Mia Kelly is a twenty-five-year-old walking Gap ad who thinks she has life figured out when her father’s sudden death uproots her from slow-paced Ann Arbor to New York City’s bustling East Village. There she discovers her father’s spirit for life and the legacy he left behind with the help of an old café, a few eccentric friends, and one charming musician.
Will Ryan is good-looking, poetic, spontaneous, and on the brink of fame when he meets Mia, his new landlord, muse, and personal heartbreaker.
A story of self-discovery and friendship, Sweet Thing shines light on the power of loving and letting go.
Absolutely loved this. It really was gorgeous.
It’s a story of friendship, fear, insecurity, loss, self discovery and faith.
I absolutely love those stories where two characters make that transition from friendship to something more. It creates such a warm, fuzzy feeling. And Sweet Thingwas no exception.
“Whatever you need me to be, I’ll be! Friends? Fine! Best friends? Great! I’ll do it, because I want you in my life more than anything I have ever wanted.”
Music plays a huge part in this book. The characters use music to say the words they are unable to speak and to convey emotion that they are unable to explain.
Playing, writing, listening. They connect through music, they use music to comfort them, to drown sorrows, to feel closer to those they have lost and to heal. It’s incredibly emotive and really gives the reader an insight into the minds and souls of the characters.
Will could dance and if I remember correctly, someone told me once to stay away from a man who could dance.
Will is a fantastic hero. He is cheeky and loveable right from the word go. The author cleverly introduces him to the reader in his most vulnerable state and you instantly fall in love with him. He is cocky and cute, but not too proud or arrogant.
“What do you want to do?” I asked.
“I just want to get wasted with you and find out if there is a god,” he murmured into my neck before tugging on my earlobe with his teeth.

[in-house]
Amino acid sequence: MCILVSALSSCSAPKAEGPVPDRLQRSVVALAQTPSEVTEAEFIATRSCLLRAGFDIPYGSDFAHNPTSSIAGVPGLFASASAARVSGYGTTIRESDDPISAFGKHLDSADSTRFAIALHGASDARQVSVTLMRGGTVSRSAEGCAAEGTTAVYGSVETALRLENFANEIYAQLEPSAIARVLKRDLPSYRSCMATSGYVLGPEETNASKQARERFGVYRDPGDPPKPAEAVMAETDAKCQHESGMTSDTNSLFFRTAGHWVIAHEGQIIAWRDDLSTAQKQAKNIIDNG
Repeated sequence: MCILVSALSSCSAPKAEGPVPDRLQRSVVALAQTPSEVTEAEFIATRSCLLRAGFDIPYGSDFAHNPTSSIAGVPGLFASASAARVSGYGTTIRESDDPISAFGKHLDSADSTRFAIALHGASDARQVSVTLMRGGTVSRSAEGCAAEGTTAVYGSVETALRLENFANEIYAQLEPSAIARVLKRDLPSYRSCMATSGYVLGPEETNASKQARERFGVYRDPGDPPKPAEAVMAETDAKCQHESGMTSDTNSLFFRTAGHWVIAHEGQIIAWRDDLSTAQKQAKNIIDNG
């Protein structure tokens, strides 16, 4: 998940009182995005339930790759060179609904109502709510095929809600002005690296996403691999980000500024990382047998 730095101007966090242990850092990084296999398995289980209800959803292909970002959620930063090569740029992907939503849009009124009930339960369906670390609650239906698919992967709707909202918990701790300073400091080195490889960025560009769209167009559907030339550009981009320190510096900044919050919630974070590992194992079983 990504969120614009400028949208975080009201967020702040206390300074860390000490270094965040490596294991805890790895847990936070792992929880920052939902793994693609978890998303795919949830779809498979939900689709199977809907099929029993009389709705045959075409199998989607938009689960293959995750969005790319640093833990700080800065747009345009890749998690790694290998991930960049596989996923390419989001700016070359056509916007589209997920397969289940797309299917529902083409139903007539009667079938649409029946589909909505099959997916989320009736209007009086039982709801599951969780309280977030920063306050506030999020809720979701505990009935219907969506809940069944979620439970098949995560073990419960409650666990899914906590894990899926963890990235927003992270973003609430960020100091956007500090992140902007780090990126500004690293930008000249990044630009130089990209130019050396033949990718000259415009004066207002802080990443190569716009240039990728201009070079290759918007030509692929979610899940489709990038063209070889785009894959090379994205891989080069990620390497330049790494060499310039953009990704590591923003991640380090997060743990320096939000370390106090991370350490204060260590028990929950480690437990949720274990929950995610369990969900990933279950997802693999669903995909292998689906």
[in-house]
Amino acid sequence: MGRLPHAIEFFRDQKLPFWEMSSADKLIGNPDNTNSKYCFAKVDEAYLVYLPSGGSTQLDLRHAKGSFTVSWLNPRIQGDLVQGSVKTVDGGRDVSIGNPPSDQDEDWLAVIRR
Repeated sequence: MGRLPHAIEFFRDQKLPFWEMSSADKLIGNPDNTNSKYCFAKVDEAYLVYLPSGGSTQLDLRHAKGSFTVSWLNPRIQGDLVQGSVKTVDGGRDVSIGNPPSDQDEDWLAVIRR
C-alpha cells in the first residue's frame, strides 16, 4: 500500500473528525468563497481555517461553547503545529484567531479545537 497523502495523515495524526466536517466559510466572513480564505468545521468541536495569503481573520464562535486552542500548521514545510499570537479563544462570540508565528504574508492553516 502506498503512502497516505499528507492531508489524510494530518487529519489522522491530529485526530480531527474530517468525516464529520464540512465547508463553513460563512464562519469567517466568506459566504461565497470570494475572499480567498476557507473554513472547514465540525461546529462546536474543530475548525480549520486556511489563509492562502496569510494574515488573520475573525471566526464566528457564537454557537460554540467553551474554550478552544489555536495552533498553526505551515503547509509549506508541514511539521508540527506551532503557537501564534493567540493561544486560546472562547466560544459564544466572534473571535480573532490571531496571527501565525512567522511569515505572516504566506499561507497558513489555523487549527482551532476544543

The plotline isn’t anything off the wall or ground breaking, but the execution and characterisation of Mia and Will are what make this book so beautiful. I was drawn in to their world and I didn’t want to climb out.
Sometimes it takes the love of others to show us who we really are.
I loved the feel, created by surrounding characters, the visual of Kell’s Cafe, the apartment, Jackson… everything. Renee has a way of writing you into the story.
Some parts of this book are almost painful to read. I was tearing my hair out and wanted to scream at Mia, at times. But she comes with her own set of heavy issues and the story is true to those in the way Mia reacts to things.
It’s the only way to know you’re really in love, when you ask the question would it be harder to watch him die, or to know he’ll watch me die? Is there more mercy in being the one who does the watching or in being the one who does the dying? It’s when you realize what mercy-killing actually means, it’s when you actually care to the point of tormenting worry. It’s not roses and white horses, it’s fucking brutal and it can send a person running for the hills. To love is brave and Will was the bravest person I knew.
My heart shattered for Will, sooo many times. He was just too adorable. He was so constant and, supportive, and sweet, and… *sigh*. Girls, you will adore Wilbur Ryan!
This is a very quick, easy read. I read it in one go and felt like it was over in a flash. But it was perfect. It was long enough to build and run with the story, but not too long that there were unnecessary fillers or parts that dragged.
“Wilbur, I want to have like a million of your babies.”
He looked happier than I had ever seen him.
“Really? Should we start now?”
And can I just end by saying, at the end of this book, the author writes…
For Jackson: The best damn dog in the world. RIP, Buddy.
Oh my goodness. Cue me = blubbering wreck! *sob*
So anyway, this book has been getting fantastic reviews all over the place, and I can totally see why. If you’ve got it on your TBR list and are umming and arring, or don’t know what to read next, give Sweet Thing a go. It’s got a bit of everything, from cute, to sexy, from dark, to light. I loved it and would highly recommend. And I do believe it’s on sale right now!
Sweet Thing Statistics
Length: 342 pages
Steam Rating (out of 5): ♥♥♥
Can this be read as a standalone? Yes
Warning. This book includes…
Death of a dog
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